tags: Top Young Historians
Caroline Elkins, 37
Teaching Position: Hugo K. Foster Associate Professor of African Studies, Department of History, Harvard University, July 2005 to present.
Assistant Professor, Department of History, Harvard University, July 2001 to July 2005.
Area of Research: Modern Africa, including human rights and British colonial violence.
Education: Ph. D. History, Harvard University, June 2001.
Major Publications: Elkins is the author of the 2006 Pulitzer Prize winning Imperial Reckoning: The Untold Story of Britain's Gulag in Kenya (New York: Henry Holt, 2005). This book was simultaneously published in Britain and the Commonwealth by Jonathan Cape under the title Britain's Gulag: The Brutal End of Empire in Kenya; Elkins is the co-editor of Settler Colonialism in the Twentieth Century: Projects, Practices, Legacies, with Susan Pedersen (New York: Routledge, 2005). Elikins is currently working on a book project entitled Twilight: The Decline and Fall of the British Empire that will re-examine the end British colonial rule during the years after World War Two. The research combines archival and oral data in order to integrate perspectives from the metropole and the colonies, and focuses primarily on the nature of British colonialism and the violence and human rights abuses that accompanied retreat.
Awards: Elkins is the recipient of numerous awards and fellowships including:
Pulitzer Prize for General Non-Fiction, 2006;
Walter Channing Cabot Fellow, Harvard University, 2005-06;
Gelber Prizer for Non-Fiction, Finalist, 2006;
The Economist, Best History Book Selection for Imperial Reckoning, 2005;
The New York Times, Editors' Choice, Imperial Reckoning, 2005;
The Daily Telegraph, Editor's Choice, Paperback, Britain's Gulag, 2005;
Phi Beta Kappa, Honorary Member, Harvard University Chapter, June 2006;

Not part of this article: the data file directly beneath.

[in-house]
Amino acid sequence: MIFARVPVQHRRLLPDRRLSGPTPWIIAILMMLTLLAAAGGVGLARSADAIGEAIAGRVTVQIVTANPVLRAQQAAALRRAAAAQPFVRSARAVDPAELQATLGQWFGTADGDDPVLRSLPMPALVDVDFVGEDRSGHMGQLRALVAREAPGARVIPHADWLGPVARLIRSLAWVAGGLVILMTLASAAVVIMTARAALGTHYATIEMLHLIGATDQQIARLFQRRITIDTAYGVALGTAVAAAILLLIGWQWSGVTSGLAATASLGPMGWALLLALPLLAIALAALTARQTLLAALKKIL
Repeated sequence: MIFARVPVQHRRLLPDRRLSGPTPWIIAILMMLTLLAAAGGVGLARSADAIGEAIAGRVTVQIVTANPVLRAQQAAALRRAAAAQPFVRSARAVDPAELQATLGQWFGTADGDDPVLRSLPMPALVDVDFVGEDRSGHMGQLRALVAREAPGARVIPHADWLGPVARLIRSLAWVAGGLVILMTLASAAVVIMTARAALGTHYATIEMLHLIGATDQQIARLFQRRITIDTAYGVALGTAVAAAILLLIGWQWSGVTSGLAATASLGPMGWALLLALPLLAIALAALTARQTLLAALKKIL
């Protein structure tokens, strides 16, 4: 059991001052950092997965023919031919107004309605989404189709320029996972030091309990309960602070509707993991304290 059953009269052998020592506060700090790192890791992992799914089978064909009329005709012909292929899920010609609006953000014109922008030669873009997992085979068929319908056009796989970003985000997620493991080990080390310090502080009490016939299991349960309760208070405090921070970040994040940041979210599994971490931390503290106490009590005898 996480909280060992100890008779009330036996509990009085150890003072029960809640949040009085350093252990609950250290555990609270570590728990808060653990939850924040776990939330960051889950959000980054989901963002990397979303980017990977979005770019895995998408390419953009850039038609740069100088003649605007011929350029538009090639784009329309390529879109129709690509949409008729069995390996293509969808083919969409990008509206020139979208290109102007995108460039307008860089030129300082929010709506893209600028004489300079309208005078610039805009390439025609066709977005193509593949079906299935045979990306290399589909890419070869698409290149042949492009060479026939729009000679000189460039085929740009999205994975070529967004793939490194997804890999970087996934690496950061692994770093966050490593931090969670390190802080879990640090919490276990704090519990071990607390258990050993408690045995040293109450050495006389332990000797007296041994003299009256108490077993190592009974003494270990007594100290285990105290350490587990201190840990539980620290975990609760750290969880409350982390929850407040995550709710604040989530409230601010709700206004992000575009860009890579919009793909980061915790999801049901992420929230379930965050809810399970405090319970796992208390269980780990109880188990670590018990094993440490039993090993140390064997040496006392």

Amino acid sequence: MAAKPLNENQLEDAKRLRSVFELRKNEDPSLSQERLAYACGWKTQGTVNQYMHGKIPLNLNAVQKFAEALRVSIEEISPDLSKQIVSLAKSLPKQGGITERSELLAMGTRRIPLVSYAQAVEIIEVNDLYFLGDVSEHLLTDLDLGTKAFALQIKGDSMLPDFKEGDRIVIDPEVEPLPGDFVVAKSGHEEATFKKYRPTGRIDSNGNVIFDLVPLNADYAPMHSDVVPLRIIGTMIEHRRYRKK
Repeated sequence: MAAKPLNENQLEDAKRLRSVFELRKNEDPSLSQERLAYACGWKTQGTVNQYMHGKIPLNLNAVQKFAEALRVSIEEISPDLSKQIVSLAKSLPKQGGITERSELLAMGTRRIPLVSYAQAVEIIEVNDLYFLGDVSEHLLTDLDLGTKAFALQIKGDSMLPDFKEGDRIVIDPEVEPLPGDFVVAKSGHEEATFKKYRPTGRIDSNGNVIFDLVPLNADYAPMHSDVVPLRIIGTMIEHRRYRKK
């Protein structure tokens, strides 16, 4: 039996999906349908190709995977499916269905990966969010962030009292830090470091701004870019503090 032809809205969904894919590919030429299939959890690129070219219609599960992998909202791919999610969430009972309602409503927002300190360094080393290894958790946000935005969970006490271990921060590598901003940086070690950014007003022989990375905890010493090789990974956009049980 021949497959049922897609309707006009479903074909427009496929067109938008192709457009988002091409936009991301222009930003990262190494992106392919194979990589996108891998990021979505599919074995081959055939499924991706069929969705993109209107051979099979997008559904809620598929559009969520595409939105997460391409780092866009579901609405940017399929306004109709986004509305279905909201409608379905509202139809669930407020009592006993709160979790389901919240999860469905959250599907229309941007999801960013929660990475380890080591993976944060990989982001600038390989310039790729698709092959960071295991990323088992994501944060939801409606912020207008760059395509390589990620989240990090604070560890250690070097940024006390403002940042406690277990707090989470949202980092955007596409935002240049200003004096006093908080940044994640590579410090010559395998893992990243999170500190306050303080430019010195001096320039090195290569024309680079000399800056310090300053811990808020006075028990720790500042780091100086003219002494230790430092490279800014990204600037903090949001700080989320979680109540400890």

Carr Center for Human Rights Policy, Fellowship, 2006-07;
Weatherhead Center for International Affairs, Faculty Research Leave Fellowship, spring 2005;
Radcliffe Institute for Advanced Study, Bunting Fellow, 2003-04;
J. William Fulbright Fellowship for Kenya (IIE), 1998-1999;
Social Science Research Council, International Dissertation Research Fellowship, 1998-1999;
Frank Knox Memorial Fellowship, 1997-1998;
Krupp Foundation Fellowship in European Studies, 1997-1998;
Harvard University Derek Bok Award for Teaching Excellence, 1996-1997 and 2000-01;
Foreign Language and Area Studies Fellowship, Intensive Swahili III, 1995;
Andrew W. Mellon Fellowship in the Humanities, Woodrow Wilson Foundation, 1994-1995.
Elkins has appeared on a number of television news media shows including; ABC, Radio Australia; Charlie Rose Show, PBS; Tavis Smiley Show, PBS; Here and Now, NPR, "Imperial Reckoning," Talk of the Nation, NPR, "Pulitzer Winners Describe that Winning Feeling;" Morning Edition, NPR, "Kenya's Mau Maus Seek Restitution;" BBC World, "Imperial Reckoning;" Here and Now, NPR, "Imperial Reckoning;" BBC, Radio Four, "The Mau Mau Rebellion;" BBC, Five Live; All Things Considered, NPR, "Author Details Harsh British Rule in Kenya."
Elkins's research on detention camps and villagization during the Mau Mau Emergency was the subject of a one-hour film on the BBC, "Kenya: White Terror." Elkins was a feature of the documentary, as well as a consultant to the project. The documentary was filmed in Kenya and Britain, September/October 2002. It was aired in Britain on 17 November 2002 to an audience of some 1.5 million viewers. It has subsequently been aired on BBC Worldwide several times. It won the International Committee on the Red Cross Award at the Monte Carlos Film Festival in June 2003.